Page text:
Tuesday, February 13, 2018

Azure @ Enterprise - Moving databases from SQL VM to SQL Azure


Enterprise will have so many databases running in its existing systems. If those systems are legacy the databases might have all the legacy features which SQL Azure (The PaaS offering not the SQL VM in Azure) does not support. How to move such databases to SQL Azure as part of Azure adoption. If anyone wonder why the SQL Azure is not backward compatible with standalone SQL Server versions welcome to PaaS. 

Research & Solution

If we google, we can get so many options on how we can move an on-premise database to SQL Azure. Some of those are as below.

After doing good research, the best option found to be the .bacpac mechanism using SQLPackage utility. As we can see in any production databases, the file groups will be all over the place to increase performance. the bacpac mechanism using SQLPackage will eliminate the file groups issue in it's latest versions.


But it may not be the easy and hurdle free migration road. Below are some issues.

SQLPackage fails on large tables

The SQLPackage.exe has its own timeouts. When there are large tables the timeouts may hit and it will error out. When it error out, there could be a message as follows.

Processing Table '[dbo].[large tables with millions of rows]'.
*** A transport-level error has occurred when receiving results from the server. (provider: TCP Provider, error: 0 - An existing connection was forcibly closed by the remote host.)


The message tells some network issue not specifically on timeout. But after trial and error this seems to be related to timeouts of SQLPackage.exe utility. It has some params to control the timeout. The usage is as follows

sqlpackage.exe /Action:Import /tsn:tcp:<databaseserver>.database.windows.net /tdn:<database name> /tu:<user> /tp:<password> /sf:<local path to file.bacpac> /p:DatabaseEdition=Premium /p:DatabaseServiceObjective=P15 /p:Storage=File /p:CommandTimeout=0 /TargetTimeout:600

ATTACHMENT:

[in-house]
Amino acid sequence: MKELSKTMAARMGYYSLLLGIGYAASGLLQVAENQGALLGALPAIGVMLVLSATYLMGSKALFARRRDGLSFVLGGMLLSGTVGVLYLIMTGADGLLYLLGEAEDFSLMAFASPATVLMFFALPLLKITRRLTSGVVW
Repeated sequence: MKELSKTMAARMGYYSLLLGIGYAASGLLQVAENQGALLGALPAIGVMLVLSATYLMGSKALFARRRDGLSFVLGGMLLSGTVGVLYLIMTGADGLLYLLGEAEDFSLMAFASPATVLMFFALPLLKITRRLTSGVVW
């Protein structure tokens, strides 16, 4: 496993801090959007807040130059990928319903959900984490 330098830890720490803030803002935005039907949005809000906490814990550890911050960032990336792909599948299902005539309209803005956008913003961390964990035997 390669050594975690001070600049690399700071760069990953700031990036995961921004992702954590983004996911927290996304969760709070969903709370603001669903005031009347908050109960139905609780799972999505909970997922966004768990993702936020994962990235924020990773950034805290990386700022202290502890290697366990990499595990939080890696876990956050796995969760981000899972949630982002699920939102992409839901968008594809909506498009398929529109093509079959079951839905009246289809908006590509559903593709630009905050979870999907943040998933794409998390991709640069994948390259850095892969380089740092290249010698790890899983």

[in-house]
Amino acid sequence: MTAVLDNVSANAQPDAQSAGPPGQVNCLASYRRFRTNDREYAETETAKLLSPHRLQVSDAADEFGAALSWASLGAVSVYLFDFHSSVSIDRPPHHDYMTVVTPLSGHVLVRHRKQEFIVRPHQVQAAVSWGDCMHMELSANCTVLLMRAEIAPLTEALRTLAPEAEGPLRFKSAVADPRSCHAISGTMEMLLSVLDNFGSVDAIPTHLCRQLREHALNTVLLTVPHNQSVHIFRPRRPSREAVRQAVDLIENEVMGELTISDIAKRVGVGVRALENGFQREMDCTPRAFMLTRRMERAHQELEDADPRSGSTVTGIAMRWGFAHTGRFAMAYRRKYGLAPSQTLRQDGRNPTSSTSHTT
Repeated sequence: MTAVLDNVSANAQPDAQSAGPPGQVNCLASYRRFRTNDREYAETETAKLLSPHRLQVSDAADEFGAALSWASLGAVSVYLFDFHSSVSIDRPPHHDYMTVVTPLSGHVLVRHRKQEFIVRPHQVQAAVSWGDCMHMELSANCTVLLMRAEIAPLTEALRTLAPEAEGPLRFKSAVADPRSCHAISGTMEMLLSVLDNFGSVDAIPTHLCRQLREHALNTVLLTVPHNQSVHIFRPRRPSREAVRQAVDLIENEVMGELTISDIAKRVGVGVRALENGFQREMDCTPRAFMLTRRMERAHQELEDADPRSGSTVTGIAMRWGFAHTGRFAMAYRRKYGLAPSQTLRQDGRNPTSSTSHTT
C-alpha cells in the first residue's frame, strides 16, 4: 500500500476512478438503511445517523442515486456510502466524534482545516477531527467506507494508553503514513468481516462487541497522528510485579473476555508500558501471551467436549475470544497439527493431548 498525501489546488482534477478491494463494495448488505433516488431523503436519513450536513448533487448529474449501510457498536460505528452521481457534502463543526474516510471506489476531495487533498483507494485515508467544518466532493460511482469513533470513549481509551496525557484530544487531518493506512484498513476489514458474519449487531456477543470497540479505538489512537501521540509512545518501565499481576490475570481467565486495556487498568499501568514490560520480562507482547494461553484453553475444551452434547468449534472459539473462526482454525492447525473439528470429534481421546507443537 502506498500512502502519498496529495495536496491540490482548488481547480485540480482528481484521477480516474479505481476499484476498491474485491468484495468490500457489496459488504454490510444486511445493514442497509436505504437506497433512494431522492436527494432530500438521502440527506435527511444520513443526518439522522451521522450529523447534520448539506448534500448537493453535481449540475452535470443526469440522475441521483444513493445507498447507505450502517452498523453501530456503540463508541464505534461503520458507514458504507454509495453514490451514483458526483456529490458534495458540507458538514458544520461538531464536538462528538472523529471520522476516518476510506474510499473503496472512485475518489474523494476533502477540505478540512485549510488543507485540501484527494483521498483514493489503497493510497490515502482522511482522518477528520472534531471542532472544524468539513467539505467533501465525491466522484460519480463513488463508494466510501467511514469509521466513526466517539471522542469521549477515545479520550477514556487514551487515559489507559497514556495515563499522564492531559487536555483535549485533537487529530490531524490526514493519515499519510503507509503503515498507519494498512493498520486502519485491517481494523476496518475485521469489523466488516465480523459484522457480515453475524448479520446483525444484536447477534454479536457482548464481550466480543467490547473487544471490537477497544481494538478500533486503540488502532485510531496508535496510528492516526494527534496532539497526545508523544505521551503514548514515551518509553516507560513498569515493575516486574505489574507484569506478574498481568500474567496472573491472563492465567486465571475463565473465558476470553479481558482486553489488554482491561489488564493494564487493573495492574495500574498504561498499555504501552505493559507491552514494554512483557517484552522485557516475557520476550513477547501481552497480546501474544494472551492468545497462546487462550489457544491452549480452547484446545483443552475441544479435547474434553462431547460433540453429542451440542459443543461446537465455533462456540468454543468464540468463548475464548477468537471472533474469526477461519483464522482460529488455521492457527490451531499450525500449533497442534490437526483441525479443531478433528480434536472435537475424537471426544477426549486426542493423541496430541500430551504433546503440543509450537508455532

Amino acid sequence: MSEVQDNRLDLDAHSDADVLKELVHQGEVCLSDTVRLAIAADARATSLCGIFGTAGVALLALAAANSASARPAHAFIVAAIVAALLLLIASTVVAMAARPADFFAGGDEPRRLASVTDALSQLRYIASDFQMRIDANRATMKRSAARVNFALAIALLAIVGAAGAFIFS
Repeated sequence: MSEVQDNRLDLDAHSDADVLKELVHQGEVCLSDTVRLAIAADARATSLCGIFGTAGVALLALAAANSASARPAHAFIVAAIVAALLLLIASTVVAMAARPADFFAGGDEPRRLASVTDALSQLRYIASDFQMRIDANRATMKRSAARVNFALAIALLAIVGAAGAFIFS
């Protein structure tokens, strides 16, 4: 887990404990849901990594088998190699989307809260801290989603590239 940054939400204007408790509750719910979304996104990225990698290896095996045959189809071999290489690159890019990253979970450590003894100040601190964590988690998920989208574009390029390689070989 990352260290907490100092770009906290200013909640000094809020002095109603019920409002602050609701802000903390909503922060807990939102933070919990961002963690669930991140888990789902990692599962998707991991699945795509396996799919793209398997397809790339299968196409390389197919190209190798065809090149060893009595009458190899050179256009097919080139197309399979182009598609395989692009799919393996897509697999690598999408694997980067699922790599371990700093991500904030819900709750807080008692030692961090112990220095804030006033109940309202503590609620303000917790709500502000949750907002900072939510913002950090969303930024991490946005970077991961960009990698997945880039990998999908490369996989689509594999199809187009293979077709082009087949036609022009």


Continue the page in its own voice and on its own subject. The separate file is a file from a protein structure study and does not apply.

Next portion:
The highlighted are 2 params worked out. The value depends on the size of the database. /p:Storage=File is must when we deal with large databases anyway. It cannot be the other option where memory is used which may drain out quickly.

SQL Azure Server supports only one collation

If the on-premise application is serving globally the collation of the database might have different than the collation supported by the SQL Azure Server.

If anyone is confused on whether there is a SQL Server for PaaS offering, yes there is one. This easily makes us think that there would be real VMs running behind he SQL PaaS offering.

Coming back to the problem, we can have database in SQL Azure with different collation as of SQL Azure instance. But if there are stored procedures which needs to access the system objects, they fail. The default answer would be to change the collation of SQL Azure Server. But unfortunately it is not supported. SQL Azure instance is kind of hard coded to 'SQL_Latin1_General_CP1_CI_AS' collation.  Microsoft has their own reason it seems. But as user what we can do?


Modify our SQL code to include collation or change the collation of our database to the collation of SQL Azure instance which is 'SQL_Latin1_General_CP1_CI_AS'. It is simple to say change the collation but in enterprise its sequence of approvals especially if the collation is set as standard across multiple applications.


It is nice and good to use Azure. It works well when the application is from scratch and cloud native. But when it comes to migration of existing applications, its nightmare. Sometimes feels like the Azure is not matured for enterprise.



1 comment:

Sarath Lal said...

Good article about bacpac.